The Buildings Act 1844 No slaughterhouse within 50 feet of a dwelling and 40 feet of a public way with a 30 year period of grace… “Remembered” in 1873, it would have led to the closure of private abattoirs The House of commons Select Committee on Noxious Businesses recommended the repeal of the relevant clauses of the Act
The Public Health Act 1875 Gradual implementation: At the end of the 1870’s 689 district in England and Wales had at least byelaws for the sale and slaughter of meat while 205 did not In 1896 From 249 Meat inspectors Nationally 191 were in London and 13 in Glasgow
Tuberculosis Dominates the discussion about animal and human disease –Confusion over transmissibility of M. bovis to humans –Long debate over the role of meat in transmission and the need for whole carcass condemnation Unsafe meat begins to get specific descriptions The debate on the need for 100% inspection and public abattoirs continues
1898: 2nd Royal Commission on Tuberculosis Recognises TB as a zoonosis transmitted by food with particular reference to milk (R. Koch will later challenge this statement, 3 rd Comission) Suggests that the use of the meat from diseased animals if not directly affected may be consumed Recommends cooking of meat and boiling of milk Recommends the creation of Public slaughterhouses under the supervision of the local authority and the closure of the private ones Recommends the technical training of Meat inspectors.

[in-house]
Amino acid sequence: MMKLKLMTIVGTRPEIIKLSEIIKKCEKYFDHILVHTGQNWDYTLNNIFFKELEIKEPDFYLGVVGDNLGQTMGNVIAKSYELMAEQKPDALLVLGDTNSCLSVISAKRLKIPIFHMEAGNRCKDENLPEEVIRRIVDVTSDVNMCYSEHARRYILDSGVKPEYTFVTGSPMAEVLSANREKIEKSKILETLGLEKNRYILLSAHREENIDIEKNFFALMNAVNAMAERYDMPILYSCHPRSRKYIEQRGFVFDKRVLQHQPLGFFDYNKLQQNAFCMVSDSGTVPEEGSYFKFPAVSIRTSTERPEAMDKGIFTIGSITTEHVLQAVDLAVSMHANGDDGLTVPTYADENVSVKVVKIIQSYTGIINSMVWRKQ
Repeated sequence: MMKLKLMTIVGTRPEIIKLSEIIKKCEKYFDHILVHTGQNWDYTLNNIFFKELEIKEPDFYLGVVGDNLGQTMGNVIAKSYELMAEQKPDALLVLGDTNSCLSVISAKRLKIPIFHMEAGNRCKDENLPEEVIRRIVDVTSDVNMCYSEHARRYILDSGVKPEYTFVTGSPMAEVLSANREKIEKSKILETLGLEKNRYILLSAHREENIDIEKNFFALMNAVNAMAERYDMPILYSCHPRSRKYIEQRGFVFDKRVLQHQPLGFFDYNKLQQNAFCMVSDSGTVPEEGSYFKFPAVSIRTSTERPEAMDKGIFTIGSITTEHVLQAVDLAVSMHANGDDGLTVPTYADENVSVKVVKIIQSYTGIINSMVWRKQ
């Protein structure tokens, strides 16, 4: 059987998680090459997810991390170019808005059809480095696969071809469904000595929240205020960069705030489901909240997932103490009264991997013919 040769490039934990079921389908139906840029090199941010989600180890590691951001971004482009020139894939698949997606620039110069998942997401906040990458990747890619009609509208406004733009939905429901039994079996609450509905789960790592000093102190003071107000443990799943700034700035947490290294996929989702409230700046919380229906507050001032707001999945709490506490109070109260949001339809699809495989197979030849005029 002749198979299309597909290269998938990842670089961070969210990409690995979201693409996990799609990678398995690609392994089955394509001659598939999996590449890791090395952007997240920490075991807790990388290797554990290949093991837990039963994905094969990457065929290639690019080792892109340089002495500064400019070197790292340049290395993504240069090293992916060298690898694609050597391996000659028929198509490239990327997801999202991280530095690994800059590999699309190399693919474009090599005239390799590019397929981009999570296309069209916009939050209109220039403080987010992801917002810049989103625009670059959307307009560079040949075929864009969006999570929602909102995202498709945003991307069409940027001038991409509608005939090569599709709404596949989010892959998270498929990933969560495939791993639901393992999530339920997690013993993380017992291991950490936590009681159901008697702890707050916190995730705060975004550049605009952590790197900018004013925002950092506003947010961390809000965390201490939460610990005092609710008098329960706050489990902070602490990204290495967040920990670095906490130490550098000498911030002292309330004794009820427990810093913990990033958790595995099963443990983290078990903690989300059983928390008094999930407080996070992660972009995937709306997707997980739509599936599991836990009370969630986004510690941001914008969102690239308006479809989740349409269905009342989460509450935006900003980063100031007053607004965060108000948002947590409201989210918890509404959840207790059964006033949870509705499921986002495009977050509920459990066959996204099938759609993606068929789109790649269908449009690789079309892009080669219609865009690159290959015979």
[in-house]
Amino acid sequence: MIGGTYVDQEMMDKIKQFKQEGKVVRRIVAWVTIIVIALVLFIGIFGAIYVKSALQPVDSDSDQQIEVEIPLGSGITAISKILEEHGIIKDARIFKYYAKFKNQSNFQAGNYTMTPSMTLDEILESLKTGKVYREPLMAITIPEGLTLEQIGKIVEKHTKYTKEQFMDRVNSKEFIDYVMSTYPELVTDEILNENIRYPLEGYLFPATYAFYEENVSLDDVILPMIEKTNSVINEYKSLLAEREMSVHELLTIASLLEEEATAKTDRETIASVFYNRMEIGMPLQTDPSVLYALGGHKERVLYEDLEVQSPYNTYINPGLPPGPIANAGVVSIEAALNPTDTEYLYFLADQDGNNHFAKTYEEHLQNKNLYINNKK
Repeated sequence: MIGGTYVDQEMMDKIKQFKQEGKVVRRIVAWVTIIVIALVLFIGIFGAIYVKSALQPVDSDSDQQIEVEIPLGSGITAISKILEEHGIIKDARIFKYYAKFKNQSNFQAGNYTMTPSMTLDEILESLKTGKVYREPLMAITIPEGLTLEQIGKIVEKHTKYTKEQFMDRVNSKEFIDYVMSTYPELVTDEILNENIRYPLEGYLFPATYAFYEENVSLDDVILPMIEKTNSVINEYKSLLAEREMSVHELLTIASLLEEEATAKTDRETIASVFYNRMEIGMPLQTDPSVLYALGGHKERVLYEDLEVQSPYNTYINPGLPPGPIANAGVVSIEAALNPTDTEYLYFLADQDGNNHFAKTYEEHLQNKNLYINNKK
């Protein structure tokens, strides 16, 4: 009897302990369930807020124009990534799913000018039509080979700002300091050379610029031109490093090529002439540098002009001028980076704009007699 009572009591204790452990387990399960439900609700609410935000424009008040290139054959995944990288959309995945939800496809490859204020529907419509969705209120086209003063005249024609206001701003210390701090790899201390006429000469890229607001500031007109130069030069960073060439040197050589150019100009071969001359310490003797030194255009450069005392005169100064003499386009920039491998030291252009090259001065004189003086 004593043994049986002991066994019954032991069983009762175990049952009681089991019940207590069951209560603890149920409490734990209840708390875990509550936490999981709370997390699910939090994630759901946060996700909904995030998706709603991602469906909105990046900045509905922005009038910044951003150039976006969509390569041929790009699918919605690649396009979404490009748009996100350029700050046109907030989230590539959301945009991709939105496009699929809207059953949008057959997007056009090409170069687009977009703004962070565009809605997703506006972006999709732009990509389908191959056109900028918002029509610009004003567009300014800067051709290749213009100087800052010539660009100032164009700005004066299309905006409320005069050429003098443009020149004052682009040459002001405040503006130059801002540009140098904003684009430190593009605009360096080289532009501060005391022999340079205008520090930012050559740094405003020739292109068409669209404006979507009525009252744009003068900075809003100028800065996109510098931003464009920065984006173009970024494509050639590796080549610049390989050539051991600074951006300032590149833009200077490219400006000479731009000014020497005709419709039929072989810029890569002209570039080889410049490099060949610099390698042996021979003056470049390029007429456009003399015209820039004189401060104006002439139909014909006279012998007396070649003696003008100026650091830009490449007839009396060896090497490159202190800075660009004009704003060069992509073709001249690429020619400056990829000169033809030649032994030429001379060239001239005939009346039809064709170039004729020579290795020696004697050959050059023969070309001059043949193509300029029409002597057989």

Results… The Sanitary Institute produces a syllabus and a course that provides a qualification in Meat Inspection. By 1903 107 “graduate” among them Vets, Sanitary inspectors, butchers and salesmen. TB is a major disease that is detected through meat inspection but by now included in the list of the inspector are: Anthrax, Actinomycosis, Cysticercus Cellulosae, Liver fluke, braxy, Trichinella Spiralis, and the animal diseases of FMD, CBPP and Rindrpest Beyond the role of specific conditions the hygiene of meat and the role of contamination is also recognised J. Lane Notter MD DPH and W. Hunting FRCVS (1904)
Results… Public abattoirs are not introduced in any systematic way Questions are raised for even their standards Mr Wolstenholme of Manchester MRCVSFrom the discussion at the conference of veterinary inspectors in Manchester 1904
Results… Inspection is not universal and unfit meat still available Mr Wolstenholme of ManchesterMRCVS (1904)